books holiday/feast Inspiration

Reindeer Christmas

To tide you over while I work on my next post about our visit to the Holiday Train Show at the New York Botanical Garden, I thought I would share a sweet way to bring some reindeer magic into your homes this year.

I recently purchased Reindeer Christmas by Mark Kimball Moulton for my children, but after reading it, I decided it was the perfect gift for our Elf on the Shelf to deposit on their breakfast dishes on December 1st.

“A December snow is falling, lightly dusting all the trees,blanketing the forest in a crystal filigree.”

books holiday/feast

Arrivederci Picture Book Month …

Today we shall bit a fond farewell to Picture Book Month 2011.  Let’s show it out in style with a (nearly) wordless post and allow pictures to speak instead.

books holiday/feast

Yes, Virginia: There Is a Santa Claus

Short and sweet is the order of the hour.  Two days remain until December, and that means two final opportunities to share a title in honor of Picture Book Month.  Today’s selection:

Yes, Virginia:  There Is a Santa Claus

by Chris Plehal

illustrated by James Bernardin

books holiday/feast Uncategorized

Tomie dePaola’s Holiday Picture Books

Lovers of Tomie dePaola may first want to visit my post on picture books for budding Italophiles in which I praise his Strega Nona series.  And, of course, I am not telling you anything you don’t already know when I rave about his much-beloved Christmas book Merry Christmas, Strega Nona:

Little House Uncategorized

Christmas with the Pioneers – 11/27/11

If you haven’t read my post about my passion for all things “Little House,” you may want to deviate and read this first.  If you’ve already done so, then you are up to speed and will readily understand why I’ve selected the following books today in honor of Picture Book Month.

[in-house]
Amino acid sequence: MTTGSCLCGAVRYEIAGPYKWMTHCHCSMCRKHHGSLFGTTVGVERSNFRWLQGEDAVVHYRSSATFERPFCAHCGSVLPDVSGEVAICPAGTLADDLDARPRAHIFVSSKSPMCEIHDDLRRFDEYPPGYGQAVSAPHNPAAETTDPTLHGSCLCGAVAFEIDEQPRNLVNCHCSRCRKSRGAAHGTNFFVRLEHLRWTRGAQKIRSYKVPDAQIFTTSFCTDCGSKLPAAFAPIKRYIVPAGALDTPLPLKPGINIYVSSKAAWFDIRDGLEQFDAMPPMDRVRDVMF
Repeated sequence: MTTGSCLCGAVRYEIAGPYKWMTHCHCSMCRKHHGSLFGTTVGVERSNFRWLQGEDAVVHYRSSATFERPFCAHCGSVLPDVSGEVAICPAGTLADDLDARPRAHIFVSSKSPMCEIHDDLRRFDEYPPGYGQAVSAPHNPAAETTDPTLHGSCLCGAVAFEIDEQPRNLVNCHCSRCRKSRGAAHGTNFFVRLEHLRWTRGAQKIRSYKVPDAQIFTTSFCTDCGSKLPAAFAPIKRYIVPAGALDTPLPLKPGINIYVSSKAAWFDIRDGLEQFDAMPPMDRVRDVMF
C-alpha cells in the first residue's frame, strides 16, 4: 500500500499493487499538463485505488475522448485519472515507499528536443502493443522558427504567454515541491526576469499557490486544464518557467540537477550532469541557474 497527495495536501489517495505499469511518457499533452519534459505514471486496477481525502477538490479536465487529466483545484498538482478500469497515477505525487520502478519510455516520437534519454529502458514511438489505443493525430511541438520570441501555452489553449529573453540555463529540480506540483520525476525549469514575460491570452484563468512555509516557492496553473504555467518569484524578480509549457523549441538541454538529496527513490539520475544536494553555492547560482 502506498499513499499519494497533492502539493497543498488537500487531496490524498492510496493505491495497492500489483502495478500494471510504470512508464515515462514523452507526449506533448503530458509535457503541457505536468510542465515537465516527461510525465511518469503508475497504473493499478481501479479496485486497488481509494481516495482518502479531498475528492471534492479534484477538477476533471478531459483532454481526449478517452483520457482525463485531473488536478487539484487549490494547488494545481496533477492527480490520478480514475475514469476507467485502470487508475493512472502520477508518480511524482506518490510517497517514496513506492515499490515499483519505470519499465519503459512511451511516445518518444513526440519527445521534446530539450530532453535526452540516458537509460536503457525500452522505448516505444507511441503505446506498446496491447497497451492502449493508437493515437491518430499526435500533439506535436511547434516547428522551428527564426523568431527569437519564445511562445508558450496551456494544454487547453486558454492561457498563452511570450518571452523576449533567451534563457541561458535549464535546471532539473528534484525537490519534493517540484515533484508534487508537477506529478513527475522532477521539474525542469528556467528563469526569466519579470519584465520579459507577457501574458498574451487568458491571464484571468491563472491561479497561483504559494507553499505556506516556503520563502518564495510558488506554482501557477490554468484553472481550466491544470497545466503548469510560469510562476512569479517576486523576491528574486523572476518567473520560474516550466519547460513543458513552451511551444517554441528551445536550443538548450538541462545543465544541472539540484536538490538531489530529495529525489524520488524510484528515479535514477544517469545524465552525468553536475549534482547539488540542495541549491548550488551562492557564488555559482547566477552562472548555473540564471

Santa Comes to Little House

books holiday/feast

Christmas in the Country – 11/26/11

My second holiday-themed selection for Picture Book Month is:

Christmas in the Country

by Cynthia Ryland

illustrated by Diane Goode

books crafts holiday/feast toys

The Magic Sceptre: The Legend of Blue Santa Claus

“Gratitude is the inward feeling of kindness received. Thankfulness is the natural impulse to express that feeling. Thanksgiving is the following of that impulse.” ~ Henry Van Dyke

Thanksgiving and its merriment are behind us, but do let the gratitude for life’s simple blessings fill your heart in the days to come.  As we enter the holiday rush today, I am reminded of favorite Christmas books that grace our shelves but once a year.  We treasure them, drinking in their magic for so short a time, but their temporary visit makes them all the more special.  And so, for the final six days of November, I will select holiday-themed books in celebration of Picture Book Month.  What books bring you back to your childhood feasts?  Which do your children cherish most?

A number of years ago, my husband presented me with a book and a stuffed blue Santa Claus at Christmas.  Having never seen a smurf-colored Claus, I was perplexed, but the tale that unfolded in the pages of the book enchanted both me and my children.

The Magic Sceptre: The Legend of Blue Santa Claus

by Joan Klatil Creamer

books crafts holiday/feast Inspiration

A Thanksgiving Poem 11/24/11

Happy Thanksgiving to one and all.

Like most of you, I will spend my day surrounded by my family, sampling dishes prepared lovingly, and tucking away memories of this special time to recall as the year progresses.  One simple tradition I have with my children is to read Lydia Maria Child’s poem Over the River and Through the Wood on Thanksgiving morning.  My most beloved version is a board book illustrated by Christopher Manson, replete with woodcut images that bring alive a boy’s snowy journey to Grandfather’s house:


Ox-Cart Man – 11/23/11

Ox-Cart Man

By Donald Hall

Illustrated by Barbara Cooney

Ox Cart Man was first published as a poem by Donald Hall in The New Yorker magazine on October 3rd, 1977.

books Italy

Picture Books for Budding Italophiles 11/22/11

Let’s cut to the chase …

I am an Italian professor, and thus, I am a bit of a purist (read: snob) when it comes to books based on or set in Italy.  I’ll find one spelling mistake (biscottos) or a random incorrect fact, and I get right up on my horse, look down my nose, and turn away with disdain dripping from my every gesture.

Okay, perhaps that is a bit of an exaggeration, but I do wholeheartedly wish that authors would do a little research before crafting a tale about the bel paese.  Of course, I realize this obsession is but a quirk of mine alone, and I’ve actually come to embrace books, especially picture books, that bring a little bit of Italy to their readers.